The sense organs on the muzzle allow the mole to locate food and probe into tunnel walls etc. to find additional prey.
Hearing – Well developed. Hearing plays a part in finding food, detecting predators and the presence of other moles in the tunnel system.
Sight – The mole’s eyes are hidden within the fur. However, the mole’s eyes are fully formed. The eyesight is of little use to the mole, spending most of its life underground. However, moles can distinguish between light and dark.
Taste – Little is known on this subject but moles, when eating earthworks, pass the worms through their forepaws to remove earth from the as worms before eating.
Mole Tunnelling Systems
Moles tend to be solitary by nature and spend the majority of their lives in the tunnel network. These are complex tunnels of permanent or temporary tunnels.
The mole constructs these tunnels using its spade-like forepaws. A mole digs its burrows with alternate front paws, holding its body against the tunnel walls with its back limbs. The soil is moved behind the mole’s body. Once there is a suitable amount of dirt, the mole turns in the tunnel and pushes the dirt to the surface, creating a new molehill or contributing to an existing one.
Two types of tunnels get created: surface tunnels and deep tunnels.
Surface Tunnels – visible as a raised ridge of soil, and is common in newly cultivated soil and light, sandy soil. These are temporary structures and should not be used for trapping or baits.
Deep Tunnels – This is the primary system used by the mole to create a nest site in the breeding season and an area to catch earthworms and other invertebrates.
Mole Fortresses – From time to time amongst molehills, a far larger molehill will appear. You find the larger molehill is usually in areas which are liable to flooding. In areas subject to flooding, the ‘fortress’ will give a retreat. The mole’s nest will be dry, and stores of worms will sustain the mole until the waters recede.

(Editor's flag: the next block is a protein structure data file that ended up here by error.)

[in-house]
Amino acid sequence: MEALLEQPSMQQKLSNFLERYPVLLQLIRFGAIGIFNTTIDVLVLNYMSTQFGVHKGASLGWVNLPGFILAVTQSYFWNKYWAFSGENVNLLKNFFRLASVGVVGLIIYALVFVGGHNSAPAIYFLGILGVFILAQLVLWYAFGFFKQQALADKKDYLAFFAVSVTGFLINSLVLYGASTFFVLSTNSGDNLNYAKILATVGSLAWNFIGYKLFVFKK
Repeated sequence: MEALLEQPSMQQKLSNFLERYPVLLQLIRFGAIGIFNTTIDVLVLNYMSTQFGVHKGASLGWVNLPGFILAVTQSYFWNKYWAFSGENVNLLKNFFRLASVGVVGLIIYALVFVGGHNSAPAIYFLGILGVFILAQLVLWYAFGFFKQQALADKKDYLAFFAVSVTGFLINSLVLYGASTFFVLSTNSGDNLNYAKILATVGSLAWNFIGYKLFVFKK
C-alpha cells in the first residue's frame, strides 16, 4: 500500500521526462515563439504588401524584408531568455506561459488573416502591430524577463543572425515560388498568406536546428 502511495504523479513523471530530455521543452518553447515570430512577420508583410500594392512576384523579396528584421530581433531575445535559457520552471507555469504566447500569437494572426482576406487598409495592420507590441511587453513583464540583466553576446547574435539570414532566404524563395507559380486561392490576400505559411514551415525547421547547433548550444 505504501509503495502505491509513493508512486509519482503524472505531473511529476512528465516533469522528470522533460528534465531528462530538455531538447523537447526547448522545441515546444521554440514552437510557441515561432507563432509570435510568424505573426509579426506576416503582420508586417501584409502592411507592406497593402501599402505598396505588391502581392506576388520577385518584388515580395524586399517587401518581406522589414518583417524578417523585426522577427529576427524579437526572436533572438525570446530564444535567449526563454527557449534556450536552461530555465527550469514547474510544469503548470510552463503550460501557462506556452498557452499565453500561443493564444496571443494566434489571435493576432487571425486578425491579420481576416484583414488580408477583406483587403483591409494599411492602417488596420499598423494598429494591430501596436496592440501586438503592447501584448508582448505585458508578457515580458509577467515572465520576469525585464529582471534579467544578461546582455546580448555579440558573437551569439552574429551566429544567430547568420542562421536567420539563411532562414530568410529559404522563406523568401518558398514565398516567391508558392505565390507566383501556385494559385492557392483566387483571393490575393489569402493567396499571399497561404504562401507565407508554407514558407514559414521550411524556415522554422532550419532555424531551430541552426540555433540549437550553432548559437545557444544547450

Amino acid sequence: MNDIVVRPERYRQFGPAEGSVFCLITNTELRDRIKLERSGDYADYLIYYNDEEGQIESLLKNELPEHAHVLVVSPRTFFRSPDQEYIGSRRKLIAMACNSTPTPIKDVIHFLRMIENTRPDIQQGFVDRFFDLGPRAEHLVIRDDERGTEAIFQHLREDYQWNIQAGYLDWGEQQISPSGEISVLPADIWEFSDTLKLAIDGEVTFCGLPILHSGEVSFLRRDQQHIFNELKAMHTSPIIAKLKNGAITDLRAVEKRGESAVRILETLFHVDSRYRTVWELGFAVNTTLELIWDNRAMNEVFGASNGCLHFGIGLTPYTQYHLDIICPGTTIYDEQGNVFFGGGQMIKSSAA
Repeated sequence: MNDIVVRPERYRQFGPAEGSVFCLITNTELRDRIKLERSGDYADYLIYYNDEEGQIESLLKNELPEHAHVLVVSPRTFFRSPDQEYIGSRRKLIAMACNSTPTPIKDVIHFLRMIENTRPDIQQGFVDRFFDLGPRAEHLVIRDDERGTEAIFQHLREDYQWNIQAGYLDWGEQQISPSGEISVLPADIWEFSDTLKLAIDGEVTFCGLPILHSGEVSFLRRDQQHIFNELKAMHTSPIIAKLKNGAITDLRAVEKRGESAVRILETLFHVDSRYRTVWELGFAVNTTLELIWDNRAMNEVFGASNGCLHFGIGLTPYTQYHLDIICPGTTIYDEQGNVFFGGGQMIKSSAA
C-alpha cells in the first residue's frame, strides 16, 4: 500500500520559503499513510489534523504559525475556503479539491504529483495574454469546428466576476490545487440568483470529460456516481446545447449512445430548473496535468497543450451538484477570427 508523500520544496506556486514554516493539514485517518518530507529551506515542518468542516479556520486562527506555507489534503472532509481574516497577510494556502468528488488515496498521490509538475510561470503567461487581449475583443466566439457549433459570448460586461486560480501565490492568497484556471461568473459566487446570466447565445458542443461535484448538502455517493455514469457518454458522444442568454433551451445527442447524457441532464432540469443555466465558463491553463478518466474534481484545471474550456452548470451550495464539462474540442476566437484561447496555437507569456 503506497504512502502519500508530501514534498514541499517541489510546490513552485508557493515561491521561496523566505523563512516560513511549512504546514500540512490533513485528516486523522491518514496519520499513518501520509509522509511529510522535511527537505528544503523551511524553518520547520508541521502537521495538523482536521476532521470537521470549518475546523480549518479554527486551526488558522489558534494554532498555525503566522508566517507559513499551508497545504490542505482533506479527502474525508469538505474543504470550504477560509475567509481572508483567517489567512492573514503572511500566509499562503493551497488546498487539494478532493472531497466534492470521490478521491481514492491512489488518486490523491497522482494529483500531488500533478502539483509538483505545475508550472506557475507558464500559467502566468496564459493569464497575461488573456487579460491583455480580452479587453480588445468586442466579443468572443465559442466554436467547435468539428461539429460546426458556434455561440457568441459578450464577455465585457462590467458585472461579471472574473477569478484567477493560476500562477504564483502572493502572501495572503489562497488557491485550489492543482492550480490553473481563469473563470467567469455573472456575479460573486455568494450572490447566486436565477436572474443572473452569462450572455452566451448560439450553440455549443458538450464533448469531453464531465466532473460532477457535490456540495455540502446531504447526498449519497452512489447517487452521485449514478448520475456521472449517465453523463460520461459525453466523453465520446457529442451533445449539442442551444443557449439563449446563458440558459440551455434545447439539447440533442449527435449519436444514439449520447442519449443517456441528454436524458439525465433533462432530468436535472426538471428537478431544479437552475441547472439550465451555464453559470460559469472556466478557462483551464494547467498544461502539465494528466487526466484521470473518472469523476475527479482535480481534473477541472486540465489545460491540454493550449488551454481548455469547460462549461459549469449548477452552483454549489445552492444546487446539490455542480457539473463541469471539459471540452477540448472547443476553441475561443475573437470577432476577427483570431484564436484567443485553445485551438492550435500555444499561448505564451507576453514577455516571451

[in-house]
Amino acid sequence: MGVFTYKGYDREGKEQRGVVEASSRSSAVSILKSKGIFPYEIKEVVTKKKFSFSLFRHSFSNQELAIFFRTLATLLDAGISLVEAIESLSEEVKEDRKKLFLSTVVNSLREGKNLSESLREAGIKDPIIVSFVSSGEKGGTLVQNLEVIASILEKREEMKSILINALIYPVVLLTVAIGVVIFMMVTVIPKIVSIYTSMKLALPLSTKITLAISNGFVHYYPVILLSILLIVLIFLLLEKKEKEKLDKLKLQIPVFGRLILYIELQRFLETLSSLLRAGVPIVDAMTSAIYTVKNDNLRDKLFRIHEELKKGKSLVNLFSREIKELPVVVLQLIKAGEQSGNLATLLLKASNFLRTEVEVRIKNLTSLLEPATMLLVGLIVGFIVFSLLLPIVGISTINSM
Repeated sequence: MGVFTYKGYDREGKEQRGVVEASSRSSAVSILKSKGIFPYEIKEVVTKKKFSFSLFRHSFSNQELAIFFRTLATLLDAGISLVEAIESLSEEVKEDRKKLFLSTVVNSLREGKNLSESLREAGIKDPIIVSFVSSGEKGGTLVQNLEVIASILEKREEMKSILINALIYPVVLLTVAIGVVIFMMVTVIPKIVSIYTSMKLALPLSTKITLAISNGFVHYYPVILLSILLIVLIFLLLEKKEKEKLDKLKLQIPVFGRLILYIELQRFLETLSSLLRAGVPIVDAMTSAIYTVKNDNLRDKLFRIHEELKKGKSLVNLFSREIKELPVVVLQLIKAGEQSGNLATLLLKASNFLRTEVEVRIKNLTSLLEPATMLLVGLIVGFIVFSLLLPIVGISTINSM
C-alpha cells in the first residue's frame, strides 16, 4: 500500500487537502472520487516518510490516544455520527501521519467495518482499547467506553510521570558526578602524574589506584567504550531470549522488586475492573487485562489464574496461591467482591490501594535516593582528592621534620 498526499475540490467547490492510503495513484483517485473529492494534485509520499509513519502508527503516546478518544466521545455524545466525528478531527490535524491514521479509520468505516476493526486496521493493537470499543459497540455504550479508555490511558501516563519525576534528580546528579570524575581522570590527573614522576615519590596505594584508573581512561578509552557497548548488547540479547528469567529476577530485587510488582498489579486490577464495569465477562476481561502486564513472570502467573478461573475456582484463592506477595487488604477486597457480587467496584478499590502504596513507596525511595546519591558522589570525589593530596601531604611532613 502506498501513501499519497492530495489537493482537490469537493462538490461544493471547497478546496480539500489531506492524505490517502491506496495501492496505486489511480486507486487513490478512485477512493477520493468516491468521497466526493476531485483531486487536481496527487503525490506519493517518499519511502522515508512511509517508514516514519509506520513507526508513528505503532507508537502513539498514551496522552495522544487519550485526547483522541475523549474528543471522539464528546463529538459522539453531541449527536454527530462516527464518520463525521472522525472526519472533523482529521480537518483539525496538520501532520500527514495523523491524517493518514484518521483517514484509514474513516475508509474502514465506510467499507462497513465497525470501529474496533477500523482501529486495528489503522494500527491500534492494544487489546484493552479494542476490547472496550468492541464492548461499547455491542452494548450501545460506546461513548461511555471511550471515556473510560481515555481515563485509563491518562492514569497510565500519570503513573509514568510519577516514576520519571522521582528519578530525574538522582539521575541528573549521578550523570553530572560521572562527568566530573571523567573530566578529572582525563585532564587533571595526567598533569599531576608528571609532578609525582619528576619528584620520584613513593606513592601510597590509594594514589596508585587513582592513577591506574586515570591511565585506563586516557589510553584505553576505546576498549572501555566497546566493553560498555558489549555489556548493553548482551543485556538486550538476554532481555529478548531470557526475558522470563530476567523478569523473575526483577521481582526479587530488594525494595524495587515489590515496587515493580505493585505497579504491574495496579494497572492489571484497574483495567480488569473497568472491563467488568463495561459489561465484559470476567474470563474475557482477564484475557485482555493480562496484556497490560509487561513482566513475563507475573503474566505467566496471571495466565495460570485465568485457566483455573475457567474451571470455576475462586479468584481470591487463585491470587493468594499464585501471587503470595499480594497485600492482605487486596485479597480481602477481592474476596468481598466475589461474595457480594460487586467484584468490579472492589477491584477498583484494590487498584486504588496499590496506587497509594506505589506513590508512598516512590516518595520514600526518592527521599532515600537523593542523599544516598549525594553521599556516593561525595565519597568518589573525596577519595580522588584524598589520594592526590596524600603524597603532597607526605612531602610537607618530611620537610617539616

In shallow soils where moles are forced to sleep near the surface, the ‘fortress’ will insulate the nest from cold.
The main food of the mole is the earthworm. Moles do however consume other soil invertebrates, particularly insect larvae and grubs.
Most of the mole’s food is found in the tunnel systems. The mole regular patrols the tunnels, the mole feeding and sleeping patterns are roughly four hours. If there is a large food source, earthworms are immobilised by a bite to the head, and they get stored until needed.
Moles are active all year round and don’t hibernate.
The Mole Breeding Season
The breeding season starts in February and lasts to June. The gestation period is four weeks, and the young are born, blind and without fur. The mother feeds them for 4-5 weeks, and after this period, they leave the nest and catch food for themselves.
Shortly, they will leave the nest site and search for a home of their own. During this period, as they usually to move above ground, they are at their most vulnerable and fall victim to predators like birds.
Control of mole pests
When catching moles, we follow the industry guidelines, top products and our experience as mole catchers. Taking care to find the mole without disrupting all wildlife nearby and minimise disturbance on your land. If you require services to control moles call us on 0114 3491098
Apex Pest Control are members of the British Mole Catcher Register.